Under Schedule 19 Minister of the Crown are listed for the purposes of the Equality Act meaning they are subject to its provisions.
Discrimination arising from disability
(1)A person (A) discriminates against a disabled person (B) if—
(a)A treats B unfavourably because of something arising in consequence of B’s disability, and
(b)A cannot show that the treatment is a proportionate means of achieving a legitimate aim.
(1)A person (A) harasses another (B) if—
(a)A engages in unwanted conduct related to a relevant protected characteristic, and
(b)the conduct has the purpose or effect of—
(i)violating B’s dignity, or
(ii)creating an intimidating, hostile, degrading, humiliating or offensive environment for B.
98.This section defines what is meant by harassment for the purposes of the Act. There are three types of harassment. The first type, which applies to all the protected characteristics apart from pregnancy and maternity, and marriage and civil partnership, involves unwanted conduct which is related to a relevant characteristic and has the purpose or effect of creating an intimidating, hostile, degrading, humiliating or offensive environment for the complainant or of violating the complainant’s dignity. The second type is sexual harassment which is unwanted conduct of a sexual nature where this has the same purpose or effect as the first type of harassment. The third type is treating someone less favourably because he or she has either submitted to or rejected sexual harassment, or harassment related to sex or gender reassignment.
section 29 makes it unlawful to harass someone when providing a service.
Section 29: Provision of services, etc.Effect107.This section makes it unlawful to discriminate against or harass a person because of a protected characteristic, or victimise someone when providing services (which includes goods and facilities). The person is protected both when requesting a service and during the course of being provided with a service
There is currently no limit to the number of time a disabled person may be required for assessment, nor is there any minimum set period between assessments.
Assessments have such a high error rate that for many they are little better than tossing a coin and the consequence of a negative assessment can lead to many months of penury.
Under the Welfare Reform Act disabled people who are suffering degenerative disabling conditions are not exempt from the assessments.
The consequences of this are a breach of section 15 – reassessing people with degenerative disabling conditions for which there is no known recovery is disproportionate to the aim of moving those who can work into work. It is extremely unlikely that someone judged not fit for work is going to become fit for work as their condition worsens.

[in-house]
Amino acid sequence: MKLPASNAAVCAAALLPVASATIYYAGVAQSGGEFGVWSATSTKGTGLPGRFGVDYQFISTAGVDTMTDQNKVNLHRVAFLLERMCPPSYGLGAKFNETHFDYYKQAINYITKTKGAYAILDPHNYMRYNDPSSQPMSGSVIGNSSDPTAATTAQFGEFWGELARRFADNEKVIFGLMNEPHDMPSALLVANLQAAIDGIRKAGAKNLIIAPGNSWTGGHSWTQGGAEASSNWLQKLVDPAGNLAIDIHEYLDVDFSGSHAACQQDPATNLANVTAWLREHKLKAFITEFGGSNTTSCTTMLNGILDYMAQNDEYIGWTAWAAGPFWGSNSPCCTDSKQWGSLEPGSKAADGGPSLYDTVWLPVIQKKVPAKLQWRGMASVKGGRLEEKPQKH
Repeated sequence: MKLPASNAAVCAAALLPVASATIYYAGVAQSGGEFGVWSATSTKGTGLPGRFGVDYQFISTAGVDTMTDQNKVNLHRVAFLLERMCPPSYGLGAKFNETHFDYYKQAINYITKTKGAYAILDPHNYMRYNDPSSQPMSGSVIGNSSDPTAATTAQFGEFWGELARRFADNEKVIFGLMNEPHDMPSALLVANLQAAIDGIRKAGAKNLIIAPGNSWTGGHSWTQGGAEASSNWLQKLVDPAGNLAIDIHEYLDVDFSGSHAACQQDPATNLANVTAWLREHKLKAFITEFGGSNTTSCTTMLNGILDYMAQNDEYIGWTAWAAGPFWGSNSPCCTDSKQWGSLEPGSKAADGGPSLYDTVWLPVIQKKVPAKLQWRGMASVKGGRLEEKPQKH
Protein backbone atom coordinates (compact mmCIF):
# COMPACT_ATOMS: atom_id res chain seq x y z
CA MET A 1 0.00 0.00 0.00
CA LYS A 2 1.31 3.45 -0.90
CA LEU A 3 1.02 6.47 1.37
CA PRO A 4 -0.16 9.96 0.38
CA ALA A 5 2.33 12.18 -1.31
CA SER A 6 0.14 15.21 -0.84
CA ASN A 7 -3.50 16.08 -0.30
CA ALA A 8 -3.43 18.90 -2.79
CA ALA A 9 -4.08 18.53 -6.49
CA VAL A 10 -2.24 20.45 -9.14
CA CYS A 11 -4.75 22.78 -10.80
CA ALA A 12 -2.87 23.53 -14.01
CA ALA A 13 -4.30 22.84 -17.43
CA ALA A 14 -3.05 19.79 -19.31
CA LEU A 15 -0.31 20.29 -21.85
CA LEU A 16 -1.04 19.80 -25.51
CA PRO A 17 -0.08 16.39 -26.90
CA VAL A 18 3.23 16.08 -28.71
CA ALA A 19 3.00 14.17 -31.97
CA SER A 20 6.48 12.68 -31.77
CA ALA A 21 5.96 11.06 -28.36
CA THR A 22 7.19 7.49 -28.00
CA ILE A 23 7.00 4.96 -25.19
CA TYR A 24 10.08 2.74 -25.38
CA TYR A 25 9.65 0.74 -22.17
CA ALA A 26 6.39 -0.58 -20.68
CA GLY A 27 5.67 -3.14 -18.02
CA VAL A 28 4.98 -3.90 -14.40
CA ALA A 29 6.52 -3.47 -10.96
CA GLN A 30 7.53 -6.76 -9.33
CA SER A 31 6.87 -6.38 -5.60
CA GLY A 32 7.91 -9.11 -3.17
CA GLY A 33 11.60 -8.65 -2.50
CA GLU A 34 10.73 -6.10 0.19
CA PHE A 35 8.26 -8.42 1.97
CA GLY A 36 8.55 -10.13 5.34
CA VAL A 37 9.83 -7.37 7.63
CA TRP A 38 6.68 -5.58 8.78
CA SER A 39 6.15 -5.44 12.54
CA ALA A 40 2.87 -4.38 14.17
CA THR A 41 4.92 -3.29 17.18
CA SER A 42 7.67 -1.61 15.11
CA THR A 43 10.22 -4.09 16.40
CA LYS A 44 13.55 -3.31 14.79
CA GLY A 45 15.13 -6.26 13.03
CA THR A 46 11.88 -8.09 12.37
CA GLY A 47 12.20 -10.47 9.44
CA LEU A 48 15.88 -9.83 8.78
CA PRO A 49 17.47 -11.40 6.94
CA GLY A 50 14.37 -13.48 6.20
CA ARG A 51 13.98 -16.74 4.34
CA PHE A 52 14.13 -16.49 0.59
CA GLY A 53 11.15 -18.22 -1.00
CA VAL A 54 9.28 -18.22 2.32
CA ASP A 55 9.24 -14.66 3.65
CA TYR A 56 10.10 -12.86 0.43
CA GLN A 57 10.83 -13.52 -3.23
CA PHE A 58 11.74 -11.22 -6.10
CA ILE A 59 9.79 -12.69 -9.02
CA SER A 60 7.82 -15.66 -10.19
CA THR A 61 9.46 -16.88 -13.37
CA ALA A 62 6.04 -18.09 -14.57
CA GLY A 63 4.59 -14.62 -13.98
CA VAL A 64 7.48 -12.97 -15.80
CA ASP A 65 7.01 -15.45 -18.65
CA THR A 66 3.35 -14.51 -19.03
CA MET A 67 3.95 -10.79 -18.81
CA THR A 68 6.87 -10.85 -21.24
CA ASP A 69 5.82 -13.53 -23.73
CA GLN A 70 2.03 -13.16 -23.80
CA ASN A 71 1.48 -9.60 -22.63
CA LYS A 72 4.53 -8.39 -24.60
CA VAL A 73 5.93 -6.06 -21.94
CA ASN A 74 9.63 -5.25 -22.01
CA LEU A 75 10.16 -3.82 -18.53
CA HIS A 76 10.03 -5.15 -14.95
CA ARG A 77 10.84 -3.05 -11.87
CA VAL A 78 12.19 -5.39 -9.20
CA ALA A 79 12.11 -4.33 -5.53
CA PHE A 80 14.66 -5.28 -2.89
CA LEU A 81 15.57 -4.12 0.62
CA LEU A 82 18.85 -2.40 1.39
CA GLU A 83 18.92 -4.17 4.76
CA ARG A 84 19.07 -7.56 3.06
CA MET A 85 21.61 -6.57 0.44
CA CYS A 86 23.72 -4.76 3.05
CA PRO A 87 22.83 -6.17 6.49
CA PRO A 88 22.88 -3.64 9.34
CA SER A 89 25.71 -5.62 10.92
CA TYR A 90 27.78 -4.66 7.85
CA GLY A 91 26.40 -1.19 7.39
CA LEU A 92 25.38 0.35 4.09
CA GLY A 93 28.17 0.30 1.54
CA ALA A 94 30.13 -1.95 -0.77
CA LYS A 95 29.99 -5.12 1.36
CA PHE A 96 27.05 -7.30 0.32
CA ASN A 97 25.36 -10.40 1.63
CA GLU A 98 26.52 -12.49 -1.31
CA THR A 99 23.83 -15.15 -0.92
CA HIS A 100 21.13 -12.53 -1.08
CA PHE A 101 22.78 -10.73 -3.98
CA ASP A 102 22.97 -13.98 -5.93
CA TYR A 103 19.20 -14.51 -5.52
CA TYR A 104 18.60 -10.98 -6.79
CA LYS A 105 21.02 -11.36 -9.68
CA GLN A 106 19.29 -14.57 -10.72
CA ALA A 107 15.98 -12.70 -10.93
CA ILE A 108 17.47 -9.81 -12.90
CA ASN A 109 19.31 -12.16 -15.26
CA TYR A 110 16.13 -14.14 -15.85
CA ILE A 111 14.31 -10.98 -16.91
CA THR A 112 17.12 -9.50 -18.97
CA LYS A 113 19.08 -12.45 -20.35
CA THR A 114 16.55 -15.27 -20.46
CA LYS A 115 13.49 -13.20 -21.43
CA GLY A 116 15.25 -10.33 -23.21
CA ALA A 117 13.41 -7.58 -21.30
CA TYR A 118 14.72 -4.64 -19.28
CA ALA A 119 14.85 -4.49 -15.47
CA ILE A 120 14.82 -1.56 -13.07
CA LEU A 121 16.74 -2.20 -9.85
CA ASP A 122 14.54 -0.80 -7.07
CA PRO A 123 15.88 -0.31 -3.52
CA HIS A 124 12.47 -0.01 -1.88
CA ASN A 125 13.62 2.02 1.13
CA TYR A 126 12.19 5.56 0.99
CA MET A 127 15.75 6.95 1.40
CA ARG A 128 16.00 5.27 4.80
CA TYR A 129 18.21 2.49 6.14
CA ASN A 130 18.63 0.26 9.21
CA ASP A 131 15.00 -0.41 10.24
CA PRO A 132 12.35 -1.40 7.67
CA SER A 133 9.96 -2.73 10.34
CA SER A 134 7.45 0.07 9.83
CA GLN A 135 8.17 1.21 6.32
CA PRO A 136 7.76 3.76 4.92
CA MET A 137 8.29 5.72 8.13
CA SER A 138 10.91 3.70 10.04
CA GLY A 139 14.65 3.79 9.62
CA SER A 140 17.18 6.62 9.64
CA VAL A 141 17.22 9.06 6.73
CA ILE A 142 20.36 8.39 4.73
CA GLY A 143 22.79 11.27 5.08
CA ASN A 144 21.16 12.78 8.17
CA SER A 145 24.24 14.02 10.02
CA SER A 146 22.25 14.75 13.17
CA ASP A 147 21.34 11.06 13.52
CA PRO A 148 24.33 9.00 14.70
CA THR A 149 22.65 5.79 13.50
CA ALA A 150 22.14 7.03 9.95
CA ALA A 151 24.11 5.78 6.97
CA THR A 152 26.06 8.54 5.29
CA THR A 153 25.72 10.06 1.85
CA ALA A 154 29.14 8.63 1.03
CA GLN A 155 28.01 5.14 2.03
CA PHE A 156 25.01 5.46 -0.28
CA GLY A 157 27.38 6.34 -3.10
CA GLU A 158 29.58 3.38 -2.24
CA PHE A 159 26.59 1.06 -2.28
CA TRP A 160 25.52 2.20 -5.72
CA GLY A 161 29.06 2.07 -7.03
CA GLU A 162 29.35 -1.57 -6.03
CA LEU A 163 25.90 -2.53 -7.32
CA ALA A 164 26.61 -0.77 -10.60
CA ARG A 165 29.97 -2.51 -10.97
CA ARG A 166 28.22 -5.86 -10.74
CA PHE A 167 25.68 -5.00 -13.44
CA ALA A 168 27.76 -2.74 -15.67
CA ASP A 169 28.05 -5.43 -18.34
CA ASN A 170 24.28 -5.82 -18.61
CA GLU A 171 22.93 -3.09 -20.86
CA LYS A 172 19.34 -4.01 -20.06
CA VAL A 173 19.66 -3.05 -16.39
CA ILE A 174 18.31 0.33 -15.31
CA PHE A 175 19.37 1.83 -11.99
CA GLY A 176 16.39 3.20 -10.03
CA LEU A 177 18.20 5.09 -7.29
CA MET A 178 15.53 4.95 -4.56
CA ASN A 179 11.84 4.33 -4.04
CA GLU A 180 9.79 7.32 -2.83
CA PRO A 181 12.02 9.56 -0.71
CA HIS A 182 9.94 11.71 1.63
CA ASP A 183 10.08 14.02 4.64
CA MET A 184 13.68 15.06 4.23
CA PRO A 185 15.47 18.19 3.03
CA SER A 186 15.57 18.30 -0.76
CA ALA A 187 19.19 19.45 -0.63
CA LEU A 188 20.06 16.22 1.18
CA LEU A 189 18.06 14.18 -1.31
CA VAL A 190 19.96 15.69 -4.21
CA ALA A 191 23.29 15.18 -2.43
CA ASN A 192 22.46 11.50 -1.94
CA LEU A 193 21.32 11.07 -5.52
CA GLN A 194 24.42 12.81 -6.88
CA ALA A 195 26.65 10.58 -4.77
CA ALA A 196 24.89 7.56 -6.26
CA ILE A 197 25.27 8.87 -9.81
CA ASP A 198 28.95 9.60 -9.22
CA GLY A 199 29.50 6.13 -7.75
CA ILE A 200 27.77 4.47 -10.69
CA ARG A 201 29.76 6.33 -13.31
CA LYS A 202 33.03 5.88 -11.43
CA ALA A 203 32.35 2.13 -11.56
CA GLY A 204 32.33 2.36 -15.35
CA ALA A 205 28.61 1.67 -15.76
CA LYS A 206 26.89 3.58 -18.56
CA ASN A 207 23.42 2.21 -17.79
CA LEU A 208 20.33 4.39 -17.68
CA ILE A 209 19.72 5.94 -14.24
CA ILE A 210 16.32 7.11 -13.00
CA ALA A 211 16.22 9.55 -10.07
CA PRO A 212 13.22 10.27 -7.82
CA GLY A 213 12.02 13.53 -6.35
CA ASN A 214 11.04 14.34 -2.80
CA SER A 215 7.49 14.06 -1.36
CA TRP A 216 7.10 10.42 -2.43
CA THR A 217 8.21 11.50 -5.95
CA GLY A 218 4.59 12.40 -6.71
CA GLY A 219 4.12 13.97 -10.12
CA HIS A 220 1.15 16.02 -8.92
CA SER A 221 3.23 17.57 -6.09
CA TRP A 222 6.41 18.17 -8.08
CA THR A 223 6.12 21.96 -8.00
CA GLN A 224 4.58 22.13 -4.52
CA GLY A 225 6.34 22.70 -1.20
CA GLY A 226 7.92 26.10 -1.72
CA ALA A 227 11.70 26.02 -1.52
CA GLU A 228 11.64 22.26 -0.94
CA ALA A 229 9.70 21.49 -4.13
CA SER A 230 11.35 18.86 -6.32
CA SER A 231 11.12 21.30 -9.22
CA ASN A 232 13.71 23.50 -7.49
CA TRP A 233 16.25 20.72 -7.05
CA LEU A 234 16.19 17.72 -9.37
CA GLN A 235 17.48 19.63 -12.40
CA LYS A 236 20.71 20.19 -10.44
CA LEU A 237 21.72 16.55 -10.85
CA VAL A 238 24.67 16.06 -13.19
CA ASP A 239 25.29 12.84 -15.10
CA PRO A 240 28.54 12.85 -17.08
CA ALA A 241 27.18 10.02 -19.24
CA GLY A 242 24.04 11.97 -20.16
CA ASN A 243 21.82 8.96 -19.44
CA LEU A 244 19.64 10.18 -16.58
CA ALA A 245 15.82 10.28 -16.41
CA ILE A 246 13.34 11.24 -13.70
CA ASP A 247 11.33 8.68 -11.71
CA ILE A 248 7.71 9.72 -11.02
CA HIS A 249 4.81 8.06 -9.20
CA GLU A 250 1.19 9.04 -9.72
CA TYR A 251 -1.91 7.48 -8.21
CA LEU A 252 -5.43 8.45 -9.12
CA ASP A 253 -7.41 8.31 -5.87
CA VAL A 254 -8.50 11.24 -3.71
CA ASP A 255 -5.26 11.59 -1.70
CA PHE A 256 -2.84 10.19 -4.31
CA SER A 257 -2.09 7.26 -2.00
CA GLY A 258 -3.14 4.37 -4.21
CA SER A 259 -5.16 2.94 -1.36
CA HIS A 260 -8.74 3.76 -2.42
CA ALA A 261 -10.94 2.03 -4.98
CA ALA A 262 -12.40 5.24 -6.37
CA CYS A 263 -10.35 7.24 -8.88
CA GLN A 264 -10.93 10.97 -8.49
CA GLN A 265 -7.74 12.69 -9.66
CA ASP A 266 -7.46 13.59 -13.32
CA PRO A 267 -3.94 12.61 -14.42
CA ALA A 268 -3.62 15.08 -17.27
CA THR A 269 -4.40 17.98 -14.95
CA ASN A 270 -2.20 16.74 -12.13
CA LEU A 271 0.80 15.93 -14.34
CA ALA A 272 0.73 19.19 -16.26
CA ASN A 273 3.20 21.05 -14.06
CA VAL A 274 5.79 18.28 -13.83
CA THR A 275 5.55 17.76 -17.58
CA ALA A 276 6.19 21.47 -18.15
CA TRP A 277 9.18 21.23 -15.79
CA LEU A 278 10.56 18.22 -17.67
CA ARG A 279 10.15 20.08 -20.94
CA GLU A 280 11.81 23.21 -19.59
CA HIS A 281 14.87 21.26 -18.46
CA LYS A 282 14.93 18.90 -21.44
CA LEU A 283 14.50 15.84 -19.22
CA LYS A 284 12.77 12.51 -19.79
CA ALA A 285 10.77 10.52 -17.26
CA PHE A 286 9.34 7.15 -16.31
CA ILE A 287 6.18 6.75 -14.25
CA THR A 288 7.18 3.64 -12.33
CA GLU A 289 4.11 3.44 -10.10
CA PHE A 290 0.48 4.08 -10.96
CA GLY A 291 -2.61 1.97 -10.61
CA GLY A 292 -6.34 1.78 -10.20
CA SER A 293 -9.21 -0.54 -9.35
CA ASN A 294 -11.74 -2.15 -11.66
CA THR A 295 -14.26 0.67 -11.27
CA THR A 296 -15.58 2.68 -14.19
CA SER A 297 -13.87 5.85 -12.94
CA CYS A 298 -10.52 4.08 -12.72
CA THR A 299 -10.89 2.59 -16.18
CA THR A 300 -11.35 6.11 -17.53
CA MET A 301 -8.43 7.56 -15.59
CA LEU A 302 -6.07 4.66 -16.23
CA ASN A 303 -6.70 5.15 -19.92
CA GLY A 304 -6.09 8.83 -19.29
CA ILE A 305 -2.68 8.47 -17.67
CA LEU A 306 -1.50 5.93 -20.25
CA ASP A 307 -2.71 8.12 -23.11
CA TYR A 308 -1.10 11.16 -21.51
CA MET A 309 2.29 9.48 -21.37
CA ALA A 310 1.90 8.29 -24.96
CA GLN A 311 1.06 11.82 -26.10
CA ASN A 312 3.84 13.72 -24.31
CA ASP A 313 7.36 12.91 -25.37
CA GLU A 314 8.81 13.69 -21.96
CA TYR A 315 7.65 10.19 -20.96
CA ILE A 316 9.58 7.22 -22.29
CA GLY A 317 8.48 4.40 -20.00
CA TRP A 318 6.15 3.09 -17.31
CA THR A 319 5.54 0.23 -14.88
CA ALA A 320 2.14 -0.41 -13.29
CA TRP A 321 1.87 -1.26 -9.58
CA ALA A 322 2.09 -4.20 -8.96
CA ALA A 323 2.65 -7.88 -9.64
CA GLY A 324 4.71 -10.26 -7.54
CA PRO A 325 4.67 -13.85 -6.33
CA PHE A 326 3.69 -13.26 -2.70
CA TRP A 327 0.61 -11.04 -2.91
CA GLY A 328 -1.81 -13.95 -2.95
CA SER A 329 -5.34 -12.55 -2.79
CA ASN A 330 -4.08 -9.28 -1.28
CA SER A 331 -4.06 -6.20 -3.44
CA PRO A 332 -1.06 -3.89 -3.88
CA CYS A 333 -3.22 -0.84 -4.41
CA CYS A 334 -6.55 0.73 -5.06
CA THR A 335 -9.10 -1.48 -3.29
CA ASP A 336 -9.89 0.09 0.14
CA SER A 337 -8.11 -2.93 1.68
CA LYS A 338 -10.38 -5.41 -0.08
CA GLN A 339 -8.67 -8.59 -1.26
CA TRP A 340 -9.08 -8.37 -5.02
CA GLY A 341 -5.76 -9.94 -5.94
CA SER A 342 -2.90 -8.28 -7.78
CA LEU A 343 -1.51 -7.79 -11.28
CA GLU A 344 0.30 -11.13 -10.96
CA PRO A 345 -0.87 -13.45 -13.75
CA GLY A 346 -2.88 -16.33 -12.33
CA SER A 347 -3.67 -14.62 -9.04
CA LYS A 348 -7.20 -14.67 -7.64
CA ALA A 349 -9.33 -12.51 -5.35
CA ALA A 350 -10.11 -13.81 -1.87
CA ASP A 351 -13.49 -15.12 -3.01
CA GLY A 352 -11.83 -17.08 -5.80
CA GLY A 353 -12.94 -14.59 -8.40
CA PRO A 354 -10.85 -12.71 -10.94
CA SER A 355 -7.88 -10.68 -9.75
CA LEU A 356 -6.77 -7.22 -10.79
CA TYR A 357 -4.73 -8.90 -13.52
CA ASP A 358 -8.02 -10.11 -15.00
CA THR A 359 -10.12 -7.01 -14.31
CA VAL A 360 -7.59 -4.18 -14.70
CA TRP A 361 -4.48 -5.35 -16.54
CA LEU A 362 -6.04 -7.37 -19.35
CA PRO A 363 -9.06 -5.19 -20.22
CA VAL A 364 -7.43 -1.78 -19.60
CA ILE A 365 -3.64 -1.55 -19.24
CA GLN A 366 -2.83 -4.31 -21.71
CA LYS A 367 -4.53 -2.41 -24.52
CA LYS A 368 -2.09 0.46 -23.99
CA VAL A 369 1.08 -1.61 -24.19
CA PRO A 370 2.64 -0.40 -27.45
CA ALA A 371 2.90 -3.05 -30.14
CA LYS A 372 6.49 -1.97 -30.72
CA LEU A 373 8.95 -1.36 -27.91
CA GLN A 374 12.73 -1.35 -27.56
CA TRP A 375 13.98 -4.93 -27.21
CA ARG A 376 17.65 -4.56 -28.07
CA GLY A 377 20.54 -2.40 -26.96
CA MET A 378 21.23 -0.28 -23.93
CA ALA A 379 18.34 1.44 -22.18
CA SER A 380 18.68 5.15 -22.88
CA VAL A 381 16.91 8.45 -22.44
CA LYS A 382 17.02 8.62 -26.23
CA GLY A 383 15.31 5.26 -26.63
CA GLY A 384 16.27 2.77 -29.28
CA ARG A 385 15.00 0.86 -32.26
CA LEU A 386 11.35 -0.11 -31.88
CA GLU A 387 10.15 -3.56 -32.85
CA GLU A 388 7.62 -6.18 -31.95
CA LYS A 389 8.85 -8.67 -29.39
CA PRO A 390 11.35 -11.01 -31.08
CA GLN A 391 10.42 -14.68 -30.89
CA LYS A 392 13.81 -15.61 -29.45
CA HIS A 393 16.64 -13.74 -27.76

The Act also breaches Section 26 and 29 covering harassment as it is seen by many disabled people as being :
intimidating – irrespective of anything DWP say it is known that the purpose of assessing and reassessing is to save money first and treat the disabled person on their needs second.
hostile – the briefings and press releases along with the repeated use of misleading statistics has been instrumental in creating an atmosphere in which Disability hate crimes are being reported at record levels.
Given that many people are being assessed on multiple occasions,
given that there is no limit to the number of times may be assessed
given that there is no minimum time between assessments
given the high proportion of errors
given the length of time it takes to rectify errors
given the severe difficulties that may arise due to a wrong assessment
given the failure to tailor the requirement to attend assessments to the needs of the disabled person
The Secretary of State is in Breach because:
Many disabled people are afraid to use their benefits payments in the manner intended, especially if they require a large item or are asked to sign a long term contract because they are worried that a brown envelope can arrive at any time and that they could be within weeks of penury.
They are thus constantly suffering anxiety and fear due to the permanent state of uncertainty arising from the Welfare Reform Act.
I would argue that given the above it is incumbent upon the Secretary of State to:
1/ Set out a schedule for reassessments
2/ Require that DWP provide all claimants with a minimum time between reassessments
3/ As, a matter of urgency, either drop the WCA or develop one that’s fit for purpose
4/ Develop a method of especially protecting those on passported benefits who are appealing a decision from seeing a huge drop in income overnight
5/ Either exempt or set a long period in between reassessments of those with degenerative conditions. If DWP is really interested in help an annual letter asking for confirmation that the claimant does / does not with to apply for a higher rate award should be sufficient along with a corroborating statement from the claimants registered GP
6/ The claimant should have the right to see any reasoning behind requiring multiple reassessments within a short period of time.